There are two ways to handle the money itself. One is to turn it into cash and keep it in separate envelopes for each budget category. The other is to use a record book or computer program, and keep the money in the bank.
You may want to use a combination of these two methods. For those expenses most conveniently paid by check or automatic bill-pay, the bank method is probably safer and therefore recommended. You will have to keep detailed records, however, whereas no written records are necessary when you keep your cash in envelopes. The separate envelopes are their own record.
Since keeping large sums of money at home is rather risky, extreme care should be taken to keep any cash—and the knowledge of it—safe. The envelope system should be kept away from children and possible burglars and in a fireproof box if possible. If you are struggling to keep to your budget due to uncontrollable credit card spending, cutting those cards up and using envelopes might be your best option. The only things you can buy are the things you have cash for.
Once properly set up, your budget will be simple to maintain each time you receive your check. You will always know that you have not overlooked any items and where your money is coming from and going to. You will be able to spend your money with the reassuring knowledge that it was intended for that purpose, and that it was spent the wisest way possible within the bounds of your income. You will experience new joy and peace of mind, and you won’t feel guilty spending for extras and even luxuries—because those expenses will come out of the funds specifically prepared for that purpose.
Two Categories of Savings
If we are to be truly successful in managing our finances, we must take Christ’s advice in Matthew 6: Put our confidence in God. We can only do that if we are faithfully obeying His command to tithe. If we obey this law, blessings will overwhelm us (Malachi 3:10)—God promises! Those blessings might not always be apparent or exactly what you are looking for. This passage in Malachi doesn’t guarantee financial blessings in the form of cash, but God says He will take care of us in far greater proportion than the 10 percent we pay back to Him. The context in Malachi 3 shows that if we rob God, or if we fail to live obediently under His tithing laws, we should not expect blessings and success.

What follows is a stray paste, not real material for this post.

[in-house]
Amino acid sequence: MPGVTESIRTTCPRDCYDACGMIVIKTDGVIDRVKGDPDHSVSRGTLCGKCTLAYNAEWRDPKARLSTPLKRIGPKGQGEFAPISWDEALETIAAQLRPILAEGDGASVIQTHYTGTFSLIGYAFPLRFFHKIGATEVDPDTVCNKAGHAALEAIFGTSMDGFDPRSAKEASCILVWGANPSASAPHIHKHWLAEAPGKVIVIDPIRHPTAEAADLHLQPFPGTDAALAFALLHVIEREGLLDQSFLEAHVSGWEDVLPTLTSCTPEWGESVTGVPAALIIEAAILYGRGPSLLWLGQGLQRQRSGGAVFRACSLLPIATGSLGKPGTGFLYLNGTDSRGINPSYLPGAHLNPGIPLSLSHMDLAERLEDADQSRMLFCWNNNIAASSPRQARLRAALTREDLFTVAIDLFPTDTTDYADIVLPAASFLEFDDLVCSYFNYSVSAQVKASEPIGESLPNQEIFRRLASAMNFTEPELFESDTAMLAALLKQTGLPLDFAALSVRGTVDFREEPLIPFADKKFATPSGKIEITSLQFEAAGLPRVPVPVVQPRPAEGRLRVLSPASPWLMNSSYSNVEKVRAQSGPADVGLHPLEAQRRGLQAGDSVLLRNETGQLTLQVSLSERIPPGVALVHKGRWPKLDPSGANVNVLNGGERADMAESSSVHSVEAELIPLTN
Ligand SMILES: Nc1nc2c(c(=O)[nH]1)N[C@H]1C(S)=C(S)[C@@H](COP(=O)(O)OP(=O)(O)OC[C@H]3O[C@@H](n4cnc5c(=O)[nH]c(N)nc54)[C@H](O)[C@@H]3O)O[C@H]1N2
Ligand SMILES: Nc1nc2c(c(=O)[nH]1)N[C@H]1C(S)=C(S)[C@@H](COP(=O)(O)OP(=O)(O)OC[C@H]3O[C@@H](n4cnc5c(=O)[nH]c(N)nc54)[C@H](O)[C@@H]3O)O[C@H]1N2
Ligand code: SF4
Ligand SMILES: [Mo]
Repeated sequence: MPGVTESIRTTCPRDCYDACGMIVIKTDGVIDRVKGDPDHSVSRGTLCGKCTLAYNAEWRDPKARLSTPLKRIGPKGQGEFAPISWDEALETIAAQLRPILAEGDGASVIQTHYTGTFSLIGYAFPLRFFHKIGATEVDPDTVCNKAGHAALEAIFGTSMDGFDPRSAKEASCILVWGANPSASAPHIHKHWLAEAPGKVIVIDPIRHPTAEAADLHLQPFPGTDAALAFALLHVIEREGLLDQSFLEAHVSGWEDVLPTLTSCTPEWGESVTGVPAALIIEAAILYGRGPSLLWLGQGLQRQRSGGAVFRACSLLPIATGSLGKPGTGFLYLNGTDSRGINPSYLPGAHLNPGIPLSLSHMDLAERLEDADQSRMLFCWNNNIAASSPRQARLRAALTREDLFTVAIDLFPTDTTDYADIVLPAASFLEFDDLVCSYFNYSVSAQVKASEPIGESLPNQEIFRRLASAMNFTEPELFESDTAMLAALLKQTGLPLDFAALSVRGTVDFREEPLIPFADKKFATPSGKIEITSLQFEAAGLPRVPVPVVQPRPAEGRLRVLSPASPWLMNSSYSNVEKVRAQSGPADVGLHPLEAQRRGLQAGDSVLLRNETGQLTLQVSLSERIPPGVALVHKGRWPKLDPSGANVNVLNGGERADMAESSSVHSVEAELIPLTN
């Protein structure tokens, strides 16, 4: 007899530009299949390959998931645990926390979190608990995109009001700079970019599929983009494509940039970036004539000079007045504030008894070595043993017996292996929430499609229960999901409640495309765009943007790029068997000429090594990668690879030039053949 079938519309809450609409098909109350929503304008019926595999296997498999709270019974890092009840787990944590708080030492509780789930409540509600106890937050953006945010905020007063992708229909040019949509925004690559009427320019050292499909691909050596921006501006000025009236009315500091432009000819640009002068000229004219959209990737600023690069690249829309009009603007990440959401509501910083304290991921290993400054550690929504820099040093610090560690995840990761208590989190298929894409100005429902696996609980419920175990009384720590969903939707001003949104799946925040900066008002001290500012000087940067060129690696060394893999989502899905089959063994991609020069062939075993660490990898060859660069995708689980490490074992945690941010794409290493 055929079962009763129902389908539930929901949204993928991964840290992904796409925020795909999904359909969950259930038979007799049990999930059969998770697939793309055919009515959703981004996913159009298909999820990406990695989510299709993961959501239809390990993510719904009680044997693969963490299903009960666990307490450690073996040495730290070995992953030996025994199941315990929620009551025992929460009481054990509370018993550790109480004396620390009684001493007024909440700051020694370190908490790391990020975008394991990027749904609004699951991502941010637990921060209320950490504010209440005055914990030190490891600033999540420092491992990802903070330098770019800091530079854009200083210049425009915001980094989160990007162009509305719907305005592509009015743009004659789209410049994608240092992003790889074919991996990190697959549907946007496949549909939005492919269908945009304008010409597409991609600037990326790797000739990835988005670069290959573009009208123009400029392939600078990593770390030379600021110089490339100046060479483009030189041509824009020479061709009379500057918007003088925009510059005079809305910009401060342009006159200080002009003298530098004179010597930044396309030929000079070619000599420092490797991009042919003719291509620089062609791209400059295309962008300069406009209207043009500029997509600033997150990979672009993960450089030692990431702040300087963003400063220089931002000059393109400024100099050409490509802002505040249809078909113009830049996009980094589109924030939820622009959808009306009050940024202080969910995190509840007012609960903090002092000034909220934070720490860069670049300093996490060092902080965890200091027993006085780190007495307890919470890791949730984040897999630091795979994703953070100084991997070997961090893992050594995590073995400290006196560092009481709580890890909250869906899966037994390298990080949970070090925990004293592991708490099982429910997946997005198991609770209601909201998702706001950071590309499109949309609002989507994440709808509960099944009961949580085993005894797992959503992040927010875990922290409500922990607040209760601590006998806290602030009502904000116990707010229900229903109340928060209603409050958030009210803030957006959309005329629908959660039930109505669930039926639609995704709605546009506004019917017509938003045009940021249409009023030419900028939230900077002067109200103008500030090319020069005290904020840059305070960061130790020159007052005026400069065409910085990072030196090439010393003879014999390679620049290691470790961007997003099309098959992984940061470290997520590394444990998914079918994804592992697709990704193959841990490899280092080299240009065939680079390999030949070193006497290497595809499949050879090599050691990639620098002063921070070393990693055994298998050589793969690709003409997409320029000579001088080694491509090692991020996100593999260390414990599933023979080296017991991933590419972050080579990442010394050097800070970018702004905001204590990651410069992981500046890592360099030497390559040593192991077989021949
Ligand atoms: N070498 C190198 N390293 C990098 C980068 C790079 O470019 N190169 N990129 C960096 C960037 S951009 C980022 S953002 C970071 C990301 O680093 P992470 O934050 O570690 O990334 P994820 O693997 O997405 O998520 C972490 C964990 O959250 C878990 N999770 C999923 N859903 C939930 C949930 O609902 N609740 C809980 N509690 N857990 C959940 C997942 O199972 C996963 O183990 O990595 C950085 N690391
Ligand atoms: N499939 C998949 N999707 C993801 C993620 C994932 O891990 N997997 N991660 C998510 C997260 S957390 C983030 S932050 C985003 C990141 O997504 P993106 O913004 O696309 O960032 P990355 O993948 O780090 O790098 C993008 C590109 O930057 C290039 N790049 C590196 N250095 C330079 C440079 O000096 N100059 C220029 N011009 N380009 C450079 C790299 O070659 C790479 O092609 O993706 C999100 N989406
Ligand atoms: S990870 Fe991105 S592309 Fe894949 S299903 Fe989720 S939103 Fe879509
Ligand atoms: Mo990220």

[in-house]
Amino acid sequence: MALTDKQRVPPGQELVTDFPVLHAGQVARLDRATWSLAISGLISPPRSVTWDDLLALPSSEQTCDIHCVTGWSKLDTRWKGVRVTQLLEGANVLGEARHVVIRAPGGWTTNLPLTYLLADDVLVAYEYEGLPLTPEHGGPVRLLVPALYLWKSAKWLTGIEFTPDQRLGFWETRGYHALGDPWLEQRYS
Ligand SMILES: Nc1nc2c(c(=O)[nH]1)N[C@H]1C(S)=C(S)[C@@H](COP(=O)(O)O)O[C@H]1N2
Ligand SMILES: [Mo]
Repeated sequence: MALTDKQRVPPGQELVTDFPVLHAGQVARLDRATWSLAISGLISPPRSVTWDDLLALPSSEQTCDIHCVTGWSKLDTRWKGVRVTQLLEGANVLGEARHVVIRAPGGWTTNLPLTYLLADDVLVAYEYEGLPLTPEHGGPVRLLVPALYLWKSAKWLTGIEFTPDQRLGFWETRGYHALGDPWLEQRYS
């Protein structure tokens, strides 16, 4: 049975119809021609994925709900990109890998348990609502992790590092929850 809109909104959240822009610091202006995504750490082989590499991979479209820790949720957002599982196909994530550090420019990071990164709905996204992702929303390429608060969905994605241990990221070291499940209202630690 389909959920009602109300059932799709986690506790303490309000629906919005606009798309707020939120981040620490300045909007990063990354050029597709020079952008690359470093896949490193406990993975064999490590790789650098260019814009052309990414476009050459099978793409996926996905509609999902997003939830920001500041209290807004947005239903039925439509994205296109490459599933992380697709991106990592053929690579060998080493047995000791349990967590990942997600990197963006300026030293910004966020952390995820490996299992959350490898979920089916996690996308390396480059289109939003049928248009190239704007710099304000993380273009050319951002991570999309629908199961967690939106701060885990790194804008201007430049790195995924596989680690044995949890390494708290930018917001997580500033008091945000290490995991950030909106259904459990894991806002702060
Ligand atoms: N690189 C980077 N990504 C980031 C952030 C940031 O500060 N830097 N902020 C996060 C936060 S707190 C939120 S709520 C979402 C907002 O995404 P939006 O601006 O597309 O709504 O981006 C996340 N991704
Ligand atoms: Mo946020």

It has been said that a good rule for wise financial management is to save something for a rainy day. A companion rule is to distinguish between light sprinkles and heavy showers.
Every family budget should provide for two kinds of savings. Though your initial amounts will be small, you need to develop this habit of saving.
One type of savings is for expected expenses. It is called operational savings. Special expenses like maternity bills, a major furnishing, new shingles for your roof, or preparing for winter should be paid for from such a fund. This savings fund is for things not regularly budgeted out of each check.
The other kind of savings is for totally unexpected, unpredictable emergencies. This is your reserve savings, a built-in safety valve for your budget. Authorities recommend you budget approximately 5 percent of your net earnings each pay period until you have accumulated two to three times your monthly pay. In today’s uncertain economy, it would be best to have up to six months’ worth of emergency savings. Then, when an emergency occurs that reduces your reserve, build it back up with the same diligence as before. An emergency fund reduces the stress resulting from any future financial problem. Anything we can do to prepare for tomorrow in a regular, consistent manner will help diminish some of the emotional impact that might result from an emergency.
Using a budget to guide our financial lives requires diligence, thorough accounting and fortitude. Society throws many materialistic temptations our way, and human weakness is hard to overcome. But we must be disciplined throughout the year to stick to our budget. A well-managed budget accounts for our needs and helps us fulfill some of our desires.
We should review and change our budget whenever circumstances change, such as a pay raise at work or an increase in insurance costs. At least once a year, we need to review its accuracy. Throughout the year, we should evaluate our position to make sure we are consistently living within our means.
Don’t view budgeting as restrictive. It is a practical, real way to ensure freedom from financial worry. As Jesus Christ said about God’s way of life, happy are we if we do it! If we live a balanced lifestyle and are financially responsible, then even the emergencies that might arise will be less troubling, and we will certainly have more financial freedom and peace of mind on a day-to-day basis.
Set yourself the goal now to establish a well-balanced budget! Determine to live according to it and not let anything distract you! Doing so will prevent your tumbling from circumstance to circumstance and lead you into financial freedom. Needless worry and concern will be eliminated. Take charge of your financial future. That is what God desires for all of us!
For more of these Christian living articles, check out pcog.org.